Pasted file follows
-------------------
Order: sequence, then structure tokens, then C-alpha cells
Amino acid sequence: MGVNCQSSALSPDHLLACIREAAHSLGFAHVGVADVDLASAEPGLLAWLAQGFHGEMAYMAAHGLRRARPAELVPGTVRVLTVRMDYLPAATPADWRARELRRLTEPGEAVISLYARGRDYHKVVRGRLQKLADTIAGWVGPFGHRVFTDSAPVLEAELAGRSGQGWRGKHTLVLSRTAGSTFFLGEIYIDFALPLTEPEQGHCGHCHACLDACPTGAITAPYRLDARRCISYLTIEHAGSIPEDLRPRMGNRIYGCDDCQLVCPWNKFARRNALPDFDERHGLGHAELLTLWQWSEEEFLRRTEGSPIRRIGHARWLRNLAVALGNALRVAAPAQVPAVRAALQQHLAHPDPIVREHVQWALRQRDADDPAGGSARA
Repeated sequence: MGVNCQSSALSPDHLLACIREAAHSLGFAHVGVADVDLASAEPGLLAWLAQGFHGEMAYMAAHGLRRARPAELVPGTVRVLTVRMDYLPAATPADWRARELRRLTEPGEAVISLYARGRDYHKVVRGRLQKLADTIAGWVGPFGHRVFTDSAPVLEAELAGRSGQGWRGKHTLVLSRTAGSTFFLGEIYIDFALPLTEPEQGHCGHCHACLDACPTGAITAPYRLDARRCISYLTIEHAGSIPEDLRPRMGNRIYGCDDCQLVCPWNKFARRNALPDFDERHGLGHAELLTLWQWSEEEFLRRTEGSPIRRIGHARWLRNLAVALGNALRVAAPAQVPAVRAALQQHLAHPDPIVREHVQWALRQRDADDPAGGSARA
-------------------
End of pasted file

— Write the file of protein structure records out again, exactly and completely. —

Order: sequence, then structure tokens, then C-alpha cells
Amino acid sequence: MGVNCQSSALSPDHLLACIREAAHSLGFAHVGVADVDLASAEPGLLAWLAQGFHGEMAYMAAHGLRRARPAELVPGTVRVLTVRMDYLPAATPADWRARELRRLTEPGEAVISLYARGRDYHKVVRGRLQKLADTIAGWVGPFGHRVFTDSAPVLEAELAGRSGQGWRGKHTLVLSRTAGSTFFLGEIYIDFALPLTEPEQGHCGHCHACLDACPTGAITAPYRLDARRCISYLTIEHAGSIPEDLRPRMGNRIYGCDDCQLVCPWNKFARRNALPDFDERHGLGHAELLTLWQWSEEEFLRRTEGSPIRRIGHARWLRNLAVALGNALRVAAPAQVPAVRAALQQHLAHPDPIVREHVQWALRQRDADDPAGGSARA
Repeated sequence: MGVNCQSSALSPDHLLACIREAAHSLGFAHVGVADVDLASAEPGLLAWLAQGFHGEMAYMAAHGLRRARPAELVPGTVRVLTVRMDYLPAATPADWRARELRRLTEPGEAVISLYARGRDYHKVVRGRLQKLADTIAGWVGPFGHRVFTDSAPVLEAELAGRSGQGWRGKHTLVLSRTAGSTFFLGEIYIDFALPLTEPEQGHCGHCHACLDACPTGAITAPYRLDARRCISYLTIEHAGSIPEDLRPRMGNRIYGCDDCQLVCPWNKFARRNALPDFDERHGLGHAELLTLWQWSEEEFLRRTEGSPIRRIGHARWLRNLAVALGNALRVAAPAQVPAVRAALQQHLAHPDPIVREHVQWALRQRDADDPAGGSARA